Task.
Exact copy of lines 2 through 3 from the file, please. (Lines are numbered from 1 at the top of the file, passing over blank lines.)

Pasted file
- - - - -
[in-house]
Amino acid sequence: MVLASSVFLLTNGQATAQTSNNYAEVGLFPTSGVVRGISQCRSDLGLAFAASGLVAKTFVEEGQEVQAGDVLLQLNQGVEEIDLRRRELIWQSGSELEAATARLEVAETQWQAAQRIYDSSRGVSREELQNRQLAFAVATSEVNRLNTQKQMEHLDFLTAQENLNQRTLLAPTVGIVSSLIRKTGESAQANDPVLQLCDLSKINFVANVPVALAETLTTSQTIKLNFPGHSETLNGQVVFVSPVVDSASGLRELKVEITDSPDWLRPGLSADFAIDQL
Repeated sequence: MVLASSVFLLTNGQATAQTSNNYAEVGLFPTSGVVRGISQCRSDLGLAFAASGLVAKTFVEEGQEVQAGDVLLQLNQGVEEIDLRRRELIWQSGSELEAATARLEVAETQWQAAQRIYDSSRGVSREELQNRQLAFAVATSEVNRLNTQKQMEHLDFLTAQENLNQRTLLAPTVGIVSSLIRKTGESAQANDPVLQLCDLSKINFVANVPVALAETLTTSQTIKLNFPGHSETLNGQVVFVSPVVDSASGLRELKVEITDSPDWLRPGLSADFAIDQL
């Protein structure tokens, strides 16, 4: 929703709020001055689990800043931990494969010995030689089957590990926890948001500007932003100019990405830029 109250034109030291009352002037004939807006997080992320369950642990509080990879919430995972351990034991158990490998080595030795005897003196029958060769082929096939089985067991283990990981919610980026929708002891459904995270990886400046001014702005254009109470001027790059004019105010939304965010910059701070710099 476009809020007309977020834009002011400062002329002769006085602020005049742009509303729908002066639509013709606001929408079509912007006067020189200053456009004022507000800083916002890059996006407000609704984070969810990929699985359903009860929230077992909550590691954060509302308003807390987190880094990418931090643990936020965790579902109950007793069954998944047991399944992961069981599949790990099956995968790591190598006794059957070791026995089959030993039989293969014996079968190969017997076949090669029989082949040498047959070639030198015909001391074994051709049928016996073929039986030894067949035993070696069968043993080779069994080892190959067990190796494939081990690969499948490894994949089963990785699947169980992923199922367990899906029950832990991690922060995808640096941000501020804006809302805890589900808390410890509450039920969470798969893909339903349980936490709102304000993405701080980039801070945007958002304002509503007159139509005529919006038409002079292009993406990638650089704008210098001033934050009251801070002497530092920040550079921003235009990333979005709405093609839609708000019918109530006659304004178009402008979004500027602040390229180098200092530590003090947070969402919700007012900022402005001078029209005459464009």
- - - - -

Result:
Amino acid sequence: MVLASSVFLLTNGQATAQTSNNYAEVGLFPTSGVVRGISQCRSDLGLAFAASGLVAKTFVEEGQEVQAGDVLLQLNQGVEEIDLRRRELIWQSGSELEAATARLEVAETQWQAAQRIYDSSRGVSREELQNRQLAFAVATSEVNRLNTQKQMEHLDFLTAQENLNQRTLLAPTVGIVSSLIRKTGESAQANDPVLQLCDLSKINFVANVPVALAETLTTSQTIKLNFPGHSETLNGQVVFVSPVVDSASGLRELKVEITDSPDWLRPGLSADFAIDQL
Repeated sequence: MVLASSVFLLTNGQATAQTSNNYAEVGLFPTSGVVRGISQCRSDLGLAFAASGLVAKTFVEEGQEVQAGDVLLQLNQGVEEIDLRRRELIWQSGSELEAATARLEVAETQWQAAQRIYDSSRGVSREELQNRQLAFAVATSEVNRLNTQKQMEHLDFLTAQENLNQRTLLAPTVGIVSSLIRKTGESAQANDPVLQLCDLSKINFVANVPVALAETLTTSQTIKLNFPGHSETLNGQVVFVSPVVDSASGLRELKVEITDSPDWLRPGLSADFAIDQL